3. Light the pilot light

If your pilot light is activated by pressing a striker system, such as the one found in most cigarette lighters, push the striker system a couple of times or until the pilot light is activated. If you want to use a match or a lighter to ignite the pilot light, the knob should be set to the “on” position on the dimmer switch. Prepare your lighter or match so that you can ignite the pilot as soon as the switch is turned on. Once you are certain that the pilot light is lighted, adjust the thermostat to the appropriate temperature setting.

How to Light the Pilot in your Water Heater?

However, even though it would have been wonderful to take a long, hot shower after a long travel to your destination, if you have an older type propane water heater, you will need to switch on the pilot light first and then wait for the water to become suitably hot. Waiting a few minutes for the water to heat up is preferable than the chance of a propane gas leak in your RV if you leave your water heater door open while driving. Remember to fill the water tank before lighting the pilot light and turning on the heater, since this will ensure that the heater will work properly.

Running the water heater when it is empty and dry will result in a significant amount of costly damage to the water heater and its associated components.

1. Press the pilot light knob

Turn on your propane tanks and then proceed to the water heater’s access panel, where you will remove the lid. Change the direction of the control knob to the pilot. To feed propane through the lines, press down on the knob and keep it down for a few seconds. If you hear a hissing sound, do not be concerned. All that is happening is the propane is filling up the lines.

2. Light up the pilot light

While maintaining control of the control knob, fire the pilot light with a kitchen lighter or a long match while keeping it down. For about a minute, turn the knob counter-clockwise until you see a flame coming from the pilot light. Continue to hold down the knob for around thirty seconds to allow the flame to establish itself and prevent it from being blown away.

3. Turn on the water heater

Once the pilot light is illuminated, release the control knob and turn the knob to the “on” position by twisting. Set the temperature to your liking and then wait a couple of minutes for the water to heat up to the right degree.

How to Light the Pilot of Your RV’s Refrigerator?

Despite the fact that propane-fueled freezers are becoming increasingly rare, you may still find them in many older types of recreational vehicles. To ensure that your refrigerator operates as effectively as possible, check that it is nearly precisely level before lighting the pilot. Moreover, it is required in order to keep it from becoming damaged.

1. Pressdown on the pilot light control knob

Locate the pilot light control knob before proceeding with the rest of the procedure. In most cases, it may be accessed through the refrigerator’s access panel on the exterior of the RV; however, it can also be found in the kick plate on the side of the fridge. It is possible to switch on the propane tanks after the pilot knob has been identified. The knob must be pressed and held in place in order for propane to flow through the pipes.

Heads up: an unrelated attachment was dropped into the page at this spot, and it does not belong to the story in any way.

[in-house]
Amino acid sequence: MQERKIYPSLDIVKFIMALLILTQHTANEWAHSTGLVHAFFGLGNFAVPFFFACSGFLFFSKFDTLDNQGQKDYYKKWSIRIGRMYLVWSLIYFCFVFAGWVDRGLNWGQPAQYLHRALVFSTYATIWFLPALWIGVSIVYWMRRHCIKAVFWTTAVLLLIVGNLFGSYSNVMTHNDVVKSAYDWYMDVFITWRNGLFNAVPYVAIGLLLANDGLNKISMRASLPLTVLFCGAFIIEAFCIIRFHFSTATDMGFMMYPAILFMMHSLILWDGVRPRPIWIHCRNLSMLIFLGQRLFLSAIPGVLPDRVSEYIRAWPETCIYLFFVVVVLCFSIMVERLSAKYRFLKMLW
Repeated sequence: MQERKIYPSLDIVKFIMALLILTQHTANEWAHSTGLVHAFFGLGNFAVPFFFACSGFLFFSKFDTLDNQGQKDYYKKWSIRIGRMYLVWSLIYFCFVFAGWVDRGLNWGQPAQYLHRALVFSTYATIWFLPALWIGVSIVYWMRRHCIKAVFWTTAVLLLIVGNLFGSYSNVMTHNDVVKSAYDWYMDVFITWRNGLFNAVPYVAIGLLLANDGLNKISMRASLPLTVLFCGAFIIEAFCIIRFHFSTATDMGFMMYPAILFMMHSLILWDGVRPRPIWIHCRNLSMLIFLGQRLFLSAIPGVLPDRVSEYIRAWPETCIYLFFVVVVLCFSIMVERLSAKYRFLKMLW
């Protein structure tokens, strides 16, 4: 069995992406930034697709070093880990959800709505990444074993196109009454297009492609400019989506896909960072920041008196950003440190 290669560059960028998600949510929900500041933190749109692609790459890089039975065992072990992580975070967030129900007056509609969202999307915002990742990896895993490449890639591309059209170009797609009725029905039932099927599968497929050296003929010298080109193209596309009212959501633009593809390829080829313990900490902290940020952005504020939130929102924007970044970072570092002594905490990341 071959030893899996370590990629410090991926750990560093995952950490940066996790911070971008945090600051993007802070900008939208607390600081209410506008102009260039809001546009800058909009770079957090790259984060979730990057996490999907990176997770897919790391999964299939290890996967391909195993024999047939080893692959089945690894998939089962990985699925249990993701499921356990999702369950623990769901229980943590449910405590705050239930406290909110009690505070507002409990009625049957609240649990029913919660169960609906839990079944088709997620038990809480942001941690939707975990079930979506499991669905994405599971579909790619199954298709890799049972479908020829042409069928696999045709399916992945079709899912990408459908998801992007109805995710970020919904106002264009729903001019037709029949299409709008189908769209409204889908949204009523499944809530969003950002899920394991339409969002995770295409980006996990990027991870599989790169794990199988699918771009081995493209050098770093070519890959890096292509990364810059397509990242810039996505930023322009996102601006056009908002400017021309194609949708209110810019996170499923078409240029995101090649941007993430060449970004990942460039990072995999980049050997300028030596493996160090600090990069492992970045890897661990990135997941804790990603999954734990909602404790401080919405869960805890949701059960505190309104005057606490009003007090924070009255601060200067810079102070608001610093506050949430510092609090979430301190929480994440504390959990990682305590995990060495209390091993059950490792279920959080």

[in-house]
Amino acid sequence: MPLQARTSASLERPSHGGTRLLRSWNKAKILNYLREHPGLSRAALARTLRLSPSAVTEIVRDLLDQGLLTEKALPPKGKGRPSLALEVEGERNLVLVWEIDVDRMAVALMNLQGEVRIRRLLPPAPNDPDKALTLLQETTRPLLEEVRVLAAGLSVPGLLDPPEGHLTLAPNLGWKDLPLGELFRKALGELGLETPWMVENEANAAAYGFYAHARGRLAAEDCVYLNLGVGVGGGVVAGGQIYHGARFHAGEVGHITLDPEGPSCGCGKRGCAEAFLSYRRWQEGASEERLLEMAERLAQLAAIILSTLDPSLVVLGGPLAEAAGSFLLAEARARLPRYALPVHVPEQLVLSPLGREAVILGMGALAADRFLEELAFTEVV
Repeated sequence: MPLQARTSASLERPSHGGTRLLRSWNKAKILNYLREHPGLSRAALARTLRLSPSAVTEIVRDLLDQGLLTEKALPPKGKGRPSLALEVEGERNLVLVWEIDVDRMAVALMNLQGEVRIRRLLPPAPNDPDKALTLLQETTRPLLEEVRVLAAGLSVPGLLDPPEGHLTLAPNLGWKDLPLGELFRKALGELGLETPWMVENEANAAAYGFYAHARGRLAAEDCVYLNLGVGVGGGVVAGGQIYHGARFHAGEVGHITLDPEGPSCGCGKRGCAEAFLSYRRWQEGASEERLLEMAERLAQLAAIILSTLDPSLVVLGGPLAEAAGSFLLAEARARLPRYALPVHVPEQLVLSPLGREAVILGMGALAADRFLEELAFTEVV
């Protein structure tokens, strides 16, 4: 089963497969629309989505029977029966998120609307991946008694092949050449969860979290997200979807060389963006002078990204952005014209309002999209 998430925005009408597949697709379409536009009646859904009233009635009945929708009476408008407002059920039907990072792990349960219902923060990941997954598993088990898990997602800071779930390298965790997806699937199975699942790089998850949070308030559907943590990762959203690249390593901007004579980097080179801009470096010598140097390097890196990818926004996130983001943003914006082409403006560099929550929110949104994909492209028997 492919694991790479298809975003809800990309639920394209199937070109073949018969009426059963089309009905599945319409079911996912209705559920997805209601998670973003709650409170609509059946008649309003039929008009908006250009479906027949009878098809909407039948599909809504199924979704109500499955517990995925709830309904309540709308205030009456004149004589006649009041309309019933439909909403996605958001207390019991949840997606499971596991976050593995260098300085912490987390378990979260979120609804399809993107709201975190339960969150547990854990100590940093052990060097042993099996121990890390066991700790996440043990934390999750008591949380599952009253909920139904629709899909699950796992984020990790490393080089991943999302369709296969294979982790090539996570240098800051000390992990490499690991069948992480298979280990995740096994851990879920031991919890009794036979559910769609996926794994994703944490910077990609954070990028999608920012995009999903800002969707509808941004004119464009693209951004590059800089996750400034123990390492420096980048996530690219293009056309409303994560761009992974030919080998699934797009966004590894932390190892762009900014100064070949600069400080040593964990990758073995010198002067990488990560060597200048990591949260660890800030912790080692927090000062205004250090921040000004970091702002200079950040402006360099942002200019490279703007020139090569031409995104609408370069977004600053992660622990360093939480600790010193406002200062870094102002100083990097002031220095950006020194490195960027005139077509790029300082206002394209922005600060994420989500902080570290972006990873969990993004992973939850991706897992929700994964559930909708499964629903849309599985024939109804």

2. Light the pilot

Having located the pilot knob, keep pressing on it until the propane reaches the pilot and then release the switch when the pilot switch is illuminated (see illustration). Now that you know how to turn on the pilot lights of the various appliances, you won’t have to worry about the little things and can focus on having a good time on your camping vacation. Just to remind you, the procedures listed above are only basic guidelines for how to switch on the pilot light in your particular situation.

Conclusion

Almost certainly, if you have an older model RV, you will have appliances that work on propane as well. Allowing qualified people to handle them is the most effective method of igniting them. If you are camping in a distant place, on the other hand, you will have to do it yourself. What’s nice about propane-fueled appliances is that they are really efficient at what they do, so investing some time in getting them ready by learning how to ignite the RV water heater pilot and the other appliances will be well worth it in the long run.

How to Light Water Heater and Furnace In a RV

Chris Weinkauf contributed to this article. (Lloydminster, Saskatchewan, Canada) The pilot light for my 30 ft 1999 Fleetwood Terry Trailer’s water heater and furnace is not working. Can you help me? ANSWER: Hello, Chris. Your water heater and furnace should both have electric ignitions, depending on the year of your RV, so there is no need to ignite a pilot light while using them. Making sure that the main propane valve for your RV is switched on is the first thing you should do. Most of the time, the primary shutdown valve is positioned near the Propane Tanks.